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  DeLoG NEWSLETTER
No. 51 – 09/2020 
 
     
 

Dear Reader,  

 

welcome to issue No. 51 of the DeLoG Newsletter which showcases the Network’s and its Members and Partners most recent activities and offers an overview of current news stories, upcoming events and courses. Moreover, it provides access to a carefully curated selection of recent publications categorised along DeLoG’s core topics:

  1. Decentralisation and Local Governance in Contexts of Fragility, Post-Conflict and Migration,
  2. Local Finance and Fiscal Decentralisation,
  3. Localising the 2030 Agenda and
  4. Urban and Territorial Governance.

In our “In-Profile” section, we introduce you to Björn Möller and Johan Lilja and their inspiring work at the Swedish International Centre for Local Democracy (ICLD). Aimed at fighting poverty through the promotion of local democracy development, ICLD supports municipal partnerships, training programmes and cross-cutting research based on the experience of Swedish municipalities and regions. In their interview, Björn and Johan provide an insight into ICLD’s current programmes and activities and share their perspective on democratic trends around the world as well as COVID-19’s impact on democratic development globally and the challenges and opportunities posed by the pandemic to networks like DeLoG.

 

The impact of COVID-19 on subnational governments was passionately discussed during DeLoG’s 15th Annual Meeting as well which took place – for the first time ever online – from the 7th to the 16th of July. Besides timely inputs on topics such as “Governance in Authoritarian Contexts” or “Will COVID-19 trigger the much-needed overhaul of the local finance architecture in developing economies?”, Members and Partners discussed DeLoG’s strategic outlook for the upcoming year with a focus on COVID-19 and its impact on shifting development priorities. All participants agreed that the pandemic has exposed the malfunctioning of governance systems all over the world and the importance of local governments in directing development aid to where it is most crucially needed – to the level of communities and people.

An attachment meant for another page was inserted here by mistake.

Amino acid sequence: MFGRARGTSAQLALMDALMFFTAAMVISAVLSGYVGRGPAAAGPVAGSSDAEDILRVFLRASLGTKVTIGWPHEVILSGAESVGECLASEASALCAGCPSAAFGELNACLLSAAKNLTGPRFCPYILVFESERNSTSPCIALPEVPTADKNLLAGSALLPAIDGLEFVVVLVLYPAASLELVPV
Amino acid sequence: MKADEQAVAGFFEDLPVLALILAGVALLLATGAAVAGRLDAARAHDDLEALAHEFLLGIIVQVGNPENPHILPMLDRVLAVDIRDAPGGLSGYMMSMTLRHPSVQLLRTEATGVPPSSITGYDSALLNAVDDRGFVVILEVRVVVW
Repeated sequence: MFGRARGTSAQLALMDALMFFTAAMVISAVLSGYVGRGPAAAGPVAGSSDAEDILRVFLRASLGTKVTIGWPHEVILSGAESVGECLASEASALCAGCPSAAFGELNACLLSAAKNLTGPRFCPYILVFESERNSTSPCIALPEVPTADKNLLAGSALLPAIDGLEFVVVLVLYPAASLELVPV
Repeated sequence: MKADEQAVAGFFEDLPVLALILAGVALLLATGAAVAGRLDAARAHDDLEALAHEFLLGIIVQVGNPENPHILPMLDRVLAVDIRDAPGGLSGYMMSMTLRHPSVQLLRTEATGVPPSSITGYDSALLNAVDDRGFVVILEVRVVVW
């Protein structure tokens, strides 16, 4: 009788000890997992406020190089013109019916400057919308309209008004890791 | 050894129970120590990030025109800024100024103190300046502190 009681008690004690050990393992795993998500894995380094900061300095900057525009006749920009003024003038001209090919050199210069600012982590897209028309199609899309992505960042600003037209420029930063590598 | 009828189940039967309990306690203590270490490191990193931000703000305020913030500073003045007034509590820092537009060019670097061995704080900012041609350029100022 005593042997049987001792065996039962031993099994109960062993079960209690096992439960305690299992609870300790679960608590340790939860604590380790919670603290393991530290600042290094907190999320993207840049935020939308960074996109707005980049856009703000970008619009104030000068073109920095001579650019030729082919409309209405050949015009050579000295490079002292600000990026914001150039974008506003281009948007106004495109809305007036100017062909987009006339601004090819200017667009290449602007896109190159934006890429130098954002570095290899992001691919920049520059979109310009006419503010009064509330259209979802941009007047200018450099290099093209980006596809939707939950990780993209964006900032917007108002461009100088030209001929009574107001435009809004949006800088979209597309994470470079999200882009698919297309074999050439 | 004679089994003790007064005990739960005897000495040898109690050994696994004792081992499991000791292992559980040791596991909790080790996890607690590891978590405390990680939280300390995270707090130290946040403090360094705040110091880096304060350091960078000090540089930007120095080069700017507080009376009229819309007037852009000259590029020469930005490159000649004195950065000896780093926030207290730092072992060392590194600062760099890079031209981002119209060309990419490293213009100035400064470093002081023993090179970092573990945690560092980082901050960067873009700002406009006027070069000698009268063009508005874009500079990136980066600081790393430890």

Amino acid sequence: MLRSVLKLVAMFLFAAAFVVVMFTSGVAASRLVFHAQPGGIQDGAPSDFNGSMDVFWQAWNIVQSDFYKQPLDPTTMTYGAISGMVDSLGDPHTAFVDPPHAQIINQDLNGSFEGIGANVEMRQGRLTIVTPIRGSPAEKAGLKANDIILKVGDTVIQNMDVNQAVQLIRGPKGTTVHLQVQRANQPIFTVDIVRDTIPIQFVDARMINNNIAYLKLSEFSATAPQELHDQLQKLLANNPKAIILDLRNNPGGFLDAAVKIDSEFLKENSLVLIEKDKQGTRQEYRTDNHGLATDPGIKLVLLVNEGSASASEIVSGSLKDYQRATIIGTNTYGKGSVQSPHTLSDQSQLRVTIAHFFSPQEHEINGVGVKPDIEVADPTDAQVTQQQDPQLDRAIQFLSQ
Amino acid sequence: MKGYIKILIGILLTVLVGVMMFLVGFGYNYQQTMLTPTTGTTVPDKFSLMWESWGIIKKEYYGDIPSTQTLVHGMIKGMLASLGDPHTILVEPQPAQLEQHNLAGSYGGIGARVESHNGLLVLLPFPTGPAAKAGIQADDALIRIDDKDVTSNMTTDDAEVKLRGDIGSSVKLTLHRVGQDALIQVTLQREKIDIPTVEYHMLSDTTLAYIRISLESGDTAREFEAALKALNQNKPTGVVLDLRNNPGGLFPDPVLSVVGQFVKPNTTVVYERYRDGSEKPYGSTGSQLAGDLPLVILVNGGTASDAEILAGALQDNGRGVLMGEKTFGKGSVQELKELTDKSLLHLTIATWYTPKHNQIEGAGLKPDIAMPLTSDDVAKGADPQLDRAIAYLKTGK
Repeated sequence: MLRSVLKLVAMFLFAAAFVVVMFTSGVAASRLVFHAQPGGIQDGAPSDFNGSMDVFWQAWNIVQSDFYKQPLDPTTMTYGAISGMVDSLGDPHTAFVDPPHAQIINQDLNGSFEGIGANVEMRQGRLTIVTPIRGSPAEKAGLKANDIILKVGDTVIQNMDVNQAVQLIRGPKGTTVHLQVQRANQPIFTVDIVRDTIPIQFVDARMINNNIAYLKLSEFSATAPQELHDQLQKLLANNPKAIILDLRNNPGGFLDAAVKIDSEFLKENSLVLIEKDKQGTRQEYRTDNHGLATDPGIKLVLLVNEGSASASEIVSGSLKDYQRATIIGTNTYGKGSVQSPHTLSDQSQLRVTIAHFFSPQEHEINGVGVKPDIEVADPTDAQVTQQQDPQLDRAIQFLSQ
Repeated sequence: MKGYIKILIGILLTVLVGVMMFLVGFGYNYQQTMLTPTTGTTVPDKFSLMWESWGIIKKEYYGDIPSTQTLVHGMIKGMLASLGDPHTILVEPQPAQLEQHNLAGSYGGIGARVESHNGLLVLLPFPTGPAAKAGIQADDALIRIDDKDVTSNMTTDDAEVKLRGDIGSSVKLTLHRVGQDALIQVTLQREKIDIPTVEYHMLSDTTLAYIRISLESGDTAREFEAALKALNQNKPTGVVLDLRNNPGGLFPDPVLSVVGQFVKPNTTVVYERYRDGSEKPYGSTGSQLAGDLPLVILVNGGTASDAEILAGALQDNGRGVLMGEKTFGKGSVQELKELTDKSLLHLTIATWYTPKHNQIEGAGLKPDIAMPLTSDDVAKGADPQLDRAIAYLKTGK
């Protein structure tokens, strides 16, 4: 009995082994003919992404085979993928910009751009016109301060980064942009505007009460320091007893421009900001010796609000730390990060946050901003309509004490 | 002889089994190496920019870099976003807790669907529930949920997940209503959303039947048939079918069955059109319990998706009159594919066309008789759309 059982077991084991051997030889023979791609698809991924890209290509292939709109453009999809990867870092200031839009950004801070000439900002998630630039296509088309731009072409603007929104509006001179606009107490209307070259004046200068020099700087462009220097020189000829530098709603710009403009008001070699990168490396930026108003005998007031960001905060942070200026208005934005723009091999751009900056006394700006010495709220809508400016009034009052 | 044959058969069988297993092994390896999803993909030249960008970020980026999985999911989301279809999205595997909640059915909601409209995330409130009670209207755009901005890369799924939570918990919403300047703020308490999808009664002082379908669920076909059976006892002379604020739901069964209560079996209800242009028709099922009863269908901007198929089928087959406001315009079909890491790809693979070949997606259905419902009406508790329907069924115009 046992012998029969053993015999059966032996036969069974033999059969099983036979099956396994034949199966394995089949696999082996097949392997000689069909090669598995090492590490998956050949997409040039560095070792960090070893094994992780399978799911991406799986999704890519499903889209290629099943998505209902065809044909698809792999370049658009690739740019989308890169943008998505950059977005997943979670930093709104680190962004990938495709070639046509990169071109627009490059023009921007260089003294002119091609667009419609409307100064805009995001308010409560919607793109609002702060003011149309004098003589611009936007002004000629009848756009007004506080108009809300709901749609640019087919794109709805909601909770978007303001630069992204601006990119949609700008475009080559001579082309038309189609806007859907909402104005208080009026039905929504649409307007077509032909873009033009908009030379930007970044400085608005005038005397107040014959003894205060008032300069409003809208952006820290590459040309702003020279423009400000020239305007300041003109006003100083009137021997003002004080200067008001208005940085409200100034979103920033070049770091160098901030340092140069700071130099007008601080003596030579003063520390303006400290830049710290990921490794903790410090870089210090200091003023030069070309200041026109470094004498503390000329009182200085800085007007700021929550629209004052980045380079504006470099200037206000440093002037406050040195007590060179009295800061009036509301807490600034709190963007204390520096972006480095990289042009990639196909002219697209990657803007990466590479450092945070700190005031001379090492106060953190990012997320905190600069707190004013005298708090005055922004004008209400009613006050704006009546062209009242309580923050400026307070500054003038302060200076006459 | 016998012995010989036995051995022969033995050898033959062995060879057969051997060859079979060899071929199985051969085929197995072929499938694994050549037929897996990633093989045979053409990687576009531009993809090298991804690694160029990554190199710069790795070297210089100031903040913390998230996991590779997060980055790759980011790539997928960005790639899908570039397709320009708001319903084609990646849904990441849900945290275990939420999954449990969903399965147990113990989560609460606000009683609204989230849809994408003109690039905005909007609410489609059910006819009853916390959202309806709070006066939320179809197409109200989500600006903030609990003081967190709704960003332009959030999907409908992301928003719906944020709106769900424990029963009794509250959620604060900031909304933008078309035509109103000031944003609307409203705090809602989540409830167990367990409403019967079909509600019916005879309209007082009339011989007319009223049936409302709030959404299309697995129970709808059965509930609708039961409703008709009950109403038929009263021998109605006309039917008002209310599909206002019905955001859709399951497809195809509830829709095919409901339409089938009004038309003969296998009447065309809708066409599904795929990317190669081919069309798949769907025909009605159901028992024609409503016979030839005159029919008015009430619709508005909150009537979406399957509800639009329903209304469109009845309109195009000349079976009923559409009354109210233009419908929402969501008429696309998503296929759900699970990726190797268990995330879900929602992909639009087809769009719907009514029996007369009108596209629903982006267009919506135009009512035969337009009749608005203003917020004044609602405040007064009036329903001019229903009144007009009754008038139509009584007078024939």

This argument was also repeatedly mentioned at this year’s High-Level Political Forum (HLPF), where DeLoG Partners such as UCLG or ICLEI advocated for a better recognition and inclusion of local governments in international decision-making. A summary of what was discussed at the HLPF with regards to decentralisation and local governance as well as many insightful publications launched by our Members and Partners at the Forum can be found below.    

 

We hope you will enjoy this issue and encourage you to forward our Newsletter to others.